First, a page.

JP: The death of Osama bin Laden naturally played a big part, but they have had other leaders. I think one thing that President George W. Bush did that few give him credit for is taking out the legs of al-Qaida. It has taken them years to recover. Enough people—many terrorists—died during those years and it has taken some time for the next generation of young men to come along and be ready to fight.
I think the U.S. just beat the daylights out of that group and it has taken them some time to regenerate and stand back up. However, as you noted, many are now saying that al-Qaida is reemerging.
EW: ISIS seems fundamentally different from al-Qaida. They seem to prefer individual attacks and displaying inhuman levels of brutality—beheadings, burning people in cages, using trucks to run over people, etc. They recently called for more killing, stabbing and slitting throats in major cities. The threat to the U.S. and other Western nations is different than that posed by al-Qaida, and is very real.
JP: The rise of ISIS on the world stage was impactful and significant. Terrorist groups have become decentralized over the course of the last 15 or 16 years. Al-Qaida’s leadership and membership was decimated, leading to a vacuum that resulted in the rise of ISIS.
Now, ISIS was defeated in Mosul, and they will soon fall in their self-described capital of Raqqa in Syria as well. I read a report from Reuters that stated fighting in Raqqa is raging in “every last block” and ISIS is “fighting for their own survival.”
Ironically, if their caliphate is destroyed, which seems imminent, ISIS likely poses an even bigger threat. They will have a choice to make: Do they fold up their tent, abandon the idea of a caliphate, and cease to exist? Or do they export action directly into the West? The short-term answer is predictable: they will redirect their approach from securing land to exporting terror. After all, it was the West, with the help of the Iraqis and Kurds, that have caused the caliphate’s demise.
Always remember, the mindset of an Islamist is that America is the “great Satan.” The U.S. is the ultimate enemy, as it dominates the existing world order. Diminishing the U.S. and western Europe through terrorism may be the best option for ISIS once its caliphate is destroyed.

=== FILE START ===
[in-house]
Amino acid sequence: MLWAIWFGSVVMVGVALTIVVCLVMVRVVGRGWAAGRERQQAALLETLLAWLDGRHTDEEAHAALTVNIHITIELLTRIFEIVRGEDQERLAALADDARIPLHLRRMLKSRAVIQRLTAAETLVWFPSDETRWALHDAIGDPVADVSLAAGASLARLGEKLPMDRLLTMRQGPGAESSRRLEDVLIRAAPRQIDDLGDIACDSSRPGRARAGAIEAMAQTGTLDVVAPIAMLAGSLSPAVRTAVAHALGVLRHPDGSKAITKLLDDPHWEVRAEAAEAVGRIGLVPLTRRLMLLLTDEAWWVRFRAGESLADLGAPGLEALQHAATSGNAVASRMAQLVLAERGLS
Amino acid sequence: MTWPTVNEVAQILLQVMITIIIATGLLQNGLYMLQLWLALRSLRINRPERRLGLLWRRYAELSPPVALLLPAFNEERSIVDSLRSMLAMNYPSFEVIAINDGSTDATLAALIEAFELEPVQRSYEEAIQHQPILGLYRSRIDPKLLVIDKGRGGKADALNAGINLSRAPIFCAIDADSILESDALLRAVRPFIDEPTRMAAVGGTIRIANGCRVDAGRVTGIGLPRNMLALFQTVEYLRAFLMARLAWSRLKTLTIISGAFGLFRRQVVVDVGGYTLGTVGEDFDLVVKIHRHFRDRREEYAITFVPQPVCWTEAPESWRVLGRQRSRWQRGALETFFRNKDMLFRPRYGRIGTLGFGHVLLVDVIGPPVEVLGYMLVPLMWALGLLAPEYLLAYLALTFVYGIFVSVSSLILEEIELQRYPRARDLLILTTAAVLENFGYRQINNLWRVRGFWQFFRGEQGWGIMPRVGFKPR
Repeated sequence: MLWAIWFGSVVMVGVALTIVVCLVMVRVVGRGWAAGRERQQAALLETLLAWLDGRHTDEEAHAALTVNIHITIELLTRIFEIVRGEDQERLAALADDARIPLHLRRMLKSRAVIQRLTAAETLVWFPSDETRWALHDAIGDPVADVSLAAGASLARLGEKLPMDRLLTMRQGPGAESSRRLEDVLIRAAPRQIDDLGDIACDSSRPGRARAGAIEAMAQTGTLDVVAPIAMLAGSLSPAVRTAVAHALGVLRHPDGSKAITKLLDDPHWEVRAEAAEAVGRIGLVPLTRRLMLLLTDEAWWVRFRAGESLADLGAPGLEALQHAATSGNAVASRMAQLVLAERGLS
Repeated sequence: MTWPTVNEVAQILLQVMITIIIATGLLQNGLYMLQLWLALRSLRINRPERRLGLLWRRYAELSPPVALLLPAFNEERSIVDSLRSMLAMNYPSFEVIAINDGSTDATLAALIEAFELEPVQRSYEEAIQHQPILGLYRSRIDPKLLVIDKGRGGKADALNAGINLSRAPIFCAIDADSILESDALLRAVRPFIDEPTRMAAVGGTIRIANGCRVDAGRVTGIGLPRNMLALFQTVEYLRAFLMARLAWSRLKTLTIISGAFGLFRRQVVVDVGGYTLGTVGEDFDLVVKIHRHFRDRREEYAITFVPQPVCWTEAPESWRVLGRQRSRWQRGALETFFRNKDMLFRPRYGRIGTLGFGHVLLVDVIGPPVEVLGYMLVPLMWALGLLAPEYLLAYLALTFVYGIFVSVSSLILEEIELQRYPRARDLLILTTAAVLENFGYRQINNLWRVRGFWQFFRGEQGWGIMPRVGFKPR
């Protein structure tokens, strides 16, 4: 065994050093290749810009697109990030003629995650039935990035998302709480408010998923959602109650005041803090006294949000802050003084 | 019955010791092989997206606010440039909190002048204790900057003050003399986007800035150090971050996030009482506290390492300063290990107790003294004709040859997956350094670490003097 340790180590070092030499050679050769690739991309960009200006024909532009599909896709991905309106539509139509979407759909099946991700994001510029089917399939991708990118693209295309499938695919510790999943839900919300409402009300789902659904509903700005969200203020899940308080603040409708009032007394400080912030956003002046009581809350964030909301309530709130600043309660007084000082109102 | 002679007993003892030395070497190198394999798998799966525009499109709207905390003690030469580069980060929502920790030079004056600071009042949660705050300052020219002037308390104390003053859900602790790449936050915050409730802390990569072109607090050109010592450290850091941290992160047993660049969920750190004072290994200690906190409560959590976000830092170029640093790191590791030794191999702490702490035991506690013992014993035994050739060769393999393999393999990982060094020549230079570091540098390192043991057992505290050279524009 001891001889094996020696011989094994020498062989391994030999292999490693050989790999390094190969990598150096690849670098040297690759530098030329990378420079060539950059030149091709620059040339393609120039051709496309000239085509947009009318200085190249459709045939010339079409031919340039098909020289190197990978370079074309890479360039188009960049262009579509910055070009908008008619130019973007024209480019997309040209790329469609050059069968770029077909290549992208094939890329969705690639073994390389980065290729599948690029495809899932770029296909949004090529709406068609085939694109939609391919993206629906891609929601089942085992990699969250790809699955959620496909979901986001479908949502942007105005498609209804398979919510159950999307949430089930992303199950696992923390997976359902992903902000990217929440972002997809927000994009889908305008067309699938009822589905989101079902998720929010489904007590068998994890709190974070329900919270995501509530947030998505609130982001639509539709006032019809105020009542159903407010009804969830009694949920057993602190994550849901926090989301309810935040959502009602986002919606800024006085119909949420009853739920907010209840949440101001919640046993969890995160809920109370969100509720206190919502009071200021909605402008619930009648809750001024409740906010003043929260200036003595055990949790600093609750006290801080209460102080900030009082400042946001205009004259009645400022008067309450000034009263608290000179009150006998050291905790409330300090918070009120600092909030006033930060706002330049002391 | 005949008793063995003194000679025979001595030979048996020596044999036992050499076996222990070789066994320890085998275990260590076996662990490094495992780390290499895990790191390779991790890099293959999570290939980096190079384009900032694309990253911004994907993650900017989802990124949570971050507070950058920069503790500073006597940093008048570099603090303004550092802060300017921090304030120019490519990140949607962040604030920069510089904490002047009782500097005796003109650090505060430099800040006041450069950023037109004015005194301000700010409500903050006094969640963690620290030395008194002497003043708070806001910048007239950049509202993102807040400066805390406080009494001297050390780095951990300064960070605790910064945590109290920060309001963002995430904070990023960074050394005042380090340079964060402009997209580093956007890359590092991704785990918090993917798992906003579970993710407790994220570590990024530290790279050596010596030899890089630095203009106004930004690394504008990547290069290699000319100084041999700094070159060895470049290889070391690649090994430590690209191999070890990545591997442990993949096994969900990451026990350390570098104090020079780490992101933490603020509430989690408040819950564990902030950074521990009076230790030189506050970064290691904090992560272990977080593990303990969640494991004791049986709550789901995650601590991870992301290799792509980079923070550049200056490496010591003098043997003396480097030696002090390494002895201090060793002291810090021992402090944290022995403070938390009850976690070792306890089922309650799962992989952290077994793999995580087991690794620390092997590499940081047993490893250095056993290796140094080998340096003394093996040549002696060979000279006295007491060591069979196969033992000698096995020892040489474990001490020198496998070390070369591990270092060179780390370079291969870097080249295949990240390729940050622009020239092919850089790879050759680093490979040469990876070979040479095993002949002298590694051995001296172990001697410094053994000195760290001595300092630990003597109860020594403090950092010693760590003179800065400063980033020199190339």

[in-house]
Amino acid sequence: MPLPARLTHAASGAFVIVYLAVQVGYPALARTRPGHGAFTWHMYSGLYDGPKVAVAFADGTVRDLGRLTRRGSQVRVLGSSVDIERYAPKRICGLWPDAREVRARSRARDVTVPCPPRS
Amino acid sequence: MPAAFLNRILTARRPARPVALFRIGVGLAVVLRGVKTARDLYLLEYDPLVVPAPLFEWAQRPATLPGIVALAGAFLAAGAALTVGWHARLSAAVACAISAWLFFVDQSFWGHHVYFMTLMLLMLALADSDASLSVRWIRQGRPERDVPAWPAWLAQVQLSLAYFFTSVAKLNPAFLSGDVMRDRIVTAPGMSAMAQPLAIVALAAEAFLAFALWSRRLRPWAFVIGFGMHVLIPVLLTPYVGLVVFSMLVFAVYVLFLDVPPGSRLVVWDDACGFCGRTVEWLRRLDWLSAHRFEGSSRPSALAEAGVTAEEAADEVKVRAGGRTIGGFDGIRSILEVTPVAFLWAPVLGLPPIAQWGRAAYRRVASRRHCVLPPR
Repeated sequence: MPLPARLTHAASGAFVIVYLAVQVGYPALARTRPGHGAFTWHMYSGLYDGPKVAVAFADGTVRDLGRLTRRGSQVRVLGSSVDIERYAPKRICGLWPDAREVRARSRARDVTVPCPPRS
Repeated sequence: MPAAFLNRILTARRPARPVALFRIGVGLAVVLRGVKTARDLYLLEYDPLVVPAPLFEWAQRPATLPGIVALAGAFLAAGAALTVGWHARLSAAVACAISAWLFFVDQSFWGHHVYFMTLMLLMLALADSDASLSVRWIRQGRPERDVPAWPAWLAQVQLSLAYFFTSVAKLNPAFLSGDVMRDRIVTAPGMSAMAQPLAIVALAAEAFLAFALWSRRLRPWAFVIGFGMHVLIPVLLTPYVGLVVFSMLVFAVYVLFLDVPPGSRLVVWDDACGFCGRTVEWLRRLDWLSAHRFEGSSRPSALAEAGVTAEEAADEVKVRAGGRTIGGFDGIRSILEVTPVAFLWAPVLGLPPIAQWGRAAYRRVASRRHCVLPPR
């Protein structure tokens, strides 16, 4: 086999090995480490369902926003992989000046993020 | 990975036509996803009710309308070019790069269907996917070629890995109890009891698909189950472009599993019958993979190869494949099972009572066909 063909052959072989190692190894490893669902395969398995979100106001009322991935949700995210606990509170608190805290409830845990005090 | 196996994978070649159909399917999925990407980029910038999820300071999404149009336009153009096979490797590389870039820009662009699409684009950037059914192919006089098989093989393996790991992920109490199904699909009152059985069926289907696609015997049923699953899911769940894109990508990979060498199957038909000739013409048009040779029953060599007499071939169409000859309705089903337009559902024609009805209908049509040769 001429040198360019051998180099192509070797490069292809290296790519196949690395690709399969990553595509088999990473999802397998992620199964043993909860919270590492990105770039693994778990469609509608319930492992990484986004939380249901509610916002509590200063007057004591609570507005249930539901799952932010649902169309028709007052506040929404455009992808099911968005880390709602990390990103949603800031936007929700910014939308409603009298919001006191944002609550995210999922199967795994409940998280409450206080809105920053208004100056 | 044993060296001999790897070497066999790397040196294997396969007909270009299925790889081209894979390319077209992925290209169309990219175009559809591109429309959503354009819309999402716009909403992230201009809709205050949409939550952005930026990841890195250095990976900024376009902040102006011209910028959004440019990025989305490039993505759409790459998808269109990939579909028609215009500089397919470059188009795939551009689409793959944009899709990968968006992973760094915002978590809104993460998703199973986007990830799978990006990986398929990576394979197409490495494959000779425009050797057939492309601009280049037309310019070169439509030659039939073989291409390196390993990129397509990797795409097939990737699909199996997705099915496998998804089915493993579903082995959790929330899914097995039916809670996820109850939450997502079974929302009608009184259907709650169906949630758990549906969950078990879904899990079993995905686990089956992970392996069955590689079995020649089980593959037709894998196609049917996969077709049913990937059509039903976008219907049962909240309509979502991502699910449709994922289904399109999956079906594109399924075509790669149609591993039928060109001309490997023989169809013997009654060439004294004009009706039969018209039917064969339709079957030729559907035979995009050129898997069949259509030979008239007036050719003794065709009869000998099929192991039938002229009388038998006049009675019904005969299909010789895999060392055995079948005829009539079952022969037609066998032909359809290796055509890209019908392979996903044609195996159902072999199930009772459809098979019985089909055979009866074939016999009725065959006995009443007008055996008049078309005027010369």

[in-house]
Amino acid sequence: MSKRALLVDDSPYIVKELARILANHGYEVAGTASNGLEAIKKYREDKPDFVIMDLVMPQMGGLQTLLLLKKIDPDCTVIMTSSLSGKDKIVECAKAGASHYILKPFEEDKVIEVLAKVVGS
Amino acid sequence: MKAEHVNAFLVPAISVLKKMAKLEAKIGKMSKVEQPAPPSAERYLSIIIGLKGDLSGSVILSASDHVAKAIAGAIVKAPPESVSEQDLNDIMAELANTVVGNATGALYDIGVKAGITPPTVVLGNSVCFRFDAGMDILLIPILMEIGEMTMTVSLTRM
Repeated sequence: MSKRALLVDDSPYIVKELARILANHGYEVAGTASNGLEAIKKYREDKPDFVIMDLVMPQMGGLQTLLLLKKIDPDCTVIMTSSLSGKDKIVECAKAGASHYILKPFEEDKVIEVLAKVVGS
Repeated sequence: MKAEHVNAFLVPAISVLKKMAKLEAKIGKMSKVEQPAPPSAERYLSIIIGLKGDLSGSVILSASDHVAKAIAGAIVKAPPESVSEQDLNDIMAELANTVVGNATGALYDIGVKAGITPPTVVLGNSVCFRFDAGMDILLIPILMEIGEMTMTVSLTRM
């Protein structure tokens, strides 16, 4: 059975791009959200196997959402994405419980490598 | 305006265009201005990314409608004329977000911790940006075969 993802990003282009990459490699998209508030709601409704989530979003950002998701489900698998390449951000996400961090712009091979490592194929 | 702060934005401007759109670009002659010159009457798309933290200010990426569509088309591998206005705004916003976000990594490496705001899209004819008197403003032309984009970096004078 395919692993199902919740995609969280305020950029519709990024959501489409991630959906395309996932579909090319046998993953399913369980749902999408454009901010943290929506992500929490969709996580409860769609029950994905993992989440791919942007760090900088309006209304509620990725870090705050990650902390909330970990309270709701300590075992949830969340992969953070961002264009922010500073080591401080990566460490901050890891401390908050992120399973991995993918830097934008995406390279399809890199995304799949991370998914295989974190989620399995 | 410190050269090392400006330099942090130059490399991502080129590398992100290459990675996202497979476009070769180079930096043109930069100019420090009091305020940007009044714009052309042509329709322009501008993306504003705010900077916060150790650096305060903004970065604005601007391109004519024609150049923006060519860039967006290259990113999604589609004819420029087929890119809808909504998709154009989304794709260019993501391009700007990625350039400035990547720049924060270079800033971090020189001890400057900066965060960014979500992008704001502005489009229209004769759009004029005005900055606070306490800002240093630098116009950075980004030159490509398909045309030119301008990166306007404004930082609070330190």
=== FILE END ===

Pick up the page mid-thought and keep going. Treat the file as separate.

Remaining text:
EW: I find it interesting how al-Qaida diminished and ISIS stepped in and took its place. If ISIS is defeated, do you think something will eventually replace it?
JP: The ideology is long-term. Their movement thinks in terms of infinity. People tend to get lost in the name.
The people who run ISIS are, frankly, just like kingpins in the Mafia or leaders of a gang. They run an organization that pushes an ideological framework. The organization is just a name that is run by people. But ultimately the name and the people are not that important. What’s really important for them is the movement. If ISIS is defeated, there will be another name that will take the baton or move the ball in terms of fostering the goal of a worldwide caliphate. The goal or movement is sustained, not the name or the people.
EW: I feel we have gone from bad to worse in terms of threat. Attacks seem so random nowadays. Perpetrators, many of them young and with no strong terror group connections, commit vile acts, then later claim affiliation with ISIS or are claimed by the terrorist organization. In this way, ISIS has managed to outsource terrorism. How can security agencies effectively respond to such an approach?
JP: It’s very difficult. The notion of outsourcing involves recruiting free agents—we would call them lone wolves in the lexicon of terrorism—who are given free rein to cause whatever level of destruction they’re capable of causing, all under the umbrella of the ideology or allegiance to the group.
And factions like ISIS foster this by propaganda. They use magazines and internet sites to not only publicize the attack, but also to tell people exactly how to carry out further attacks. These independent contractors, if you will, are given the means via specialized information, the motivation via religious ideology, and then—most troubling—the discretion via their own time, place and choice of weapon. As they do their dirty work, ISIS stands on the sidelines cheering and takes credit for the act.
EW: This sounds exactly like the attacks in Orlando, San Bernardino, Fort Lauderdale, London and Manchester.
JP: Yes, these all represent the lone wolf approach. The attackers were radicalized either by traveling to foreign countries or even deciding on their own to become a religious warrior. These types of attacks are not as catastrophic as 9/11, but are increasingly difficult to stop. They are more of the “nickel and dime” approach to terrorism in terms of number of deaths. In Orlando, you had 48 or 50 people die. In Manchester Arena—Britain’s deadliest terror attack since the 7/7 London subway bombings—22 died from an explosion, many of them young children. These were terrible events with a large number of deaths. But they are still “nickels and dimes” compared to the nearly 3,000 who died on 9/11.